The Riddle-Master of Hed

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The Riddle-Master of Hed
The Riddle-Master of Hed - First Edition Hardcover - Book Cover.jpg
First edition cover
AuthorPatricia A. McKillip
CountryUnited States
SeriesThe Riddle Master Trilogy
PublisherDel Rey
Publication date
Media typePrint (Hardback & Paperback)
Pages227 pp
Followed byHeir of Sea and Fire 
Map of Hed and its neighbors drawn by Kathy McKillip.

The Riddle-Master of Hed is a fantasy novel by American writer Patricia A. McKillip. It is the first book of the Riddle Master Trilogy, the following two books being Heir of Sea and Fire and Harpist in the Wind. It was published in 1976.

The trilogy makes use of a number of themes from Celtic mythology.[citation needed]

It takes place in a fantasy world divided into a number of countries. Each ruler has a mystical awareness of his or her land: the land-rule. The seldom-seen High One presides over all. Riddles, typically questions about obscure pieces of lore, feature significantly, as does shapeshifting magic.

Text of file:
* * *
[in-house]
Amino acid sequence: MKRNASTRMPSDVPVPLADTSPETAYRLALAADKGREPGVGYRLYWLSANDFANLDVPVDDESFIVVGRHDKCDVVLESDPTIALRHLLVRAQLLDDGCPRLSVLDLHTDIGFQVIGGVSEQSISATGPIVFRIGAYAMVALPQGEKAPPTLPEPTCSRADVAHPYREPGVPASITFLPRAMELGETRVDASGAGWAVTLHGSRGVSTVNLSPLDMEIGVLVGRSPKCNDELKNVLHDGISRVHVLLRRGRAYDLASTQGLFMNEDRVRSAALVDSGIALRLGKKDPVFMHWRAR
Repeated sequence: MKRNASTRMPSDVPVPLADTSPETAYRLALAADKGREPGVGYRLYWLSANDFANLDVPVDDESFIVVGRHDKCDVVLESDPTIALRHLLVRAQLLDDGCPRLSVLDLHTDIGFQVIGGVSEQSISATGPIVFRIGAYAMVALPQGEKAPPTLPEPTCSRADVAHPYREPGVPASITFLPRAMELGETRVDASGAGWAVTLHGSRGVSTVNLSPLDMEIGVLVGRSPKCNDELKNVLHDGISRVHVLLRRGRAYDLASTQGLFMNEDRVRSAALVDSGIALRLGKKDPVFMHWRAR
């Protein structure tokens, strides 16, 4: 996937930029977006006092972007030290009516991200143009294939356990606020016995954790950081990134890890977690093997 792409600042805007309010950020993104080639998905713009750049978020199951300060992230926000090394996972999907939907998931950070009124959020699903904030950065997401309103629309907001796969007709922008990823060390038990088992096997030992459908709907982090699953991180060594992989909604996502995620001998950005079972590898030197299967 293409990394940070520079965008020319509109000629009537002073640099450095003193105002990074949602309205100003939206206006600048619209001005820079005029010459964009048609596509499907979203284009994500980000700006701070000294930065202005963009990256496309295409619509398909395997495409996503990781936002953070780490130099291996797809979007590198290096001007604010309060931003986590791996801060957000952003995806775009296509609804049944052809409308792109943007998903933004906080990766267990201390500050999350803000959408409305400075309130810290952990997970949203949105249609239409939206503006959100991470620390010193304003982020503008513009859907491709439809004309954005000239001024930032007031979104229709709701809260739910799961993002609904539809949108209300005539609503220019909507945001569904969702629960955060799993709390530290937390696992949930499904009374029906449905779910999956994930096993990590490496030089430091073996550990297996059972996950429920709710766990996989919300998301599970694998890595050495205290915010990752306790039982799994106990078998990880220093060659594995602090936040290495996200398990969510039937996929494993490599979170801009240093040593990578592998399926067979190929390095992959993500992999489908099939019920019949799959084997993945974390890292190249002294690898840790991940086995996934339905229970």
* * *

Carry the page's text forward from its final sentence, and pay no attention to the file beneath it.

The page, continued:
Plot summary[edit]

The Riddle-Master of the title is Morgon, the Prince of Hed, a small, simple island populated by farmers and swineherds. He has three stars on his forehead, which no one has been able to explain. As the book opens, his sister, Tristan, discovers that he is keeping a crown hidden under his bed, and he must explain that he won it in a riddle-game with a ghost, the cursed king Peven of Aum.

When Deth, the High One's harpist, finds out, he explains that another king, Mathom of An, has pledged to marry his daughter Raederle to the man who wins that crown from the ghost.

Morgon sets forth to claim his bride accompanied by Deth, but while at sea, his ship is sunk by mysterious shapechangers. Shipwrecked, Morgon loses his memory and the power of speech. When Deth finally finds him again, and he recovers his memory and speaking ability, he resolves to travel to ask the High One about the shapechangers. The High One's home, located in the far north on Erlenstar Mountain, is seldom visited. As Morgon and Deth travel the length of the realm, they are repeatedly attacked by the shapechangers, and Morgon learns more and more dangerous knowledge about his three stars and the great powers that come with them.

He also comes to know personally the land rulers of Ymris, Herun, Osterland, and Isig.

The book ends as a cliffhanger, with Morgon discovering who is posing as the High One.

All three books were collected into the volume Riddle-Master: The Complete Trilogy in 1999.

Critical reception[edit]

The novel was voted #13 in Locus' 1987 "All-Time Best Fantasy Novels" reader poll. It was later voted #22 in their 1998 poll.

External links[edit]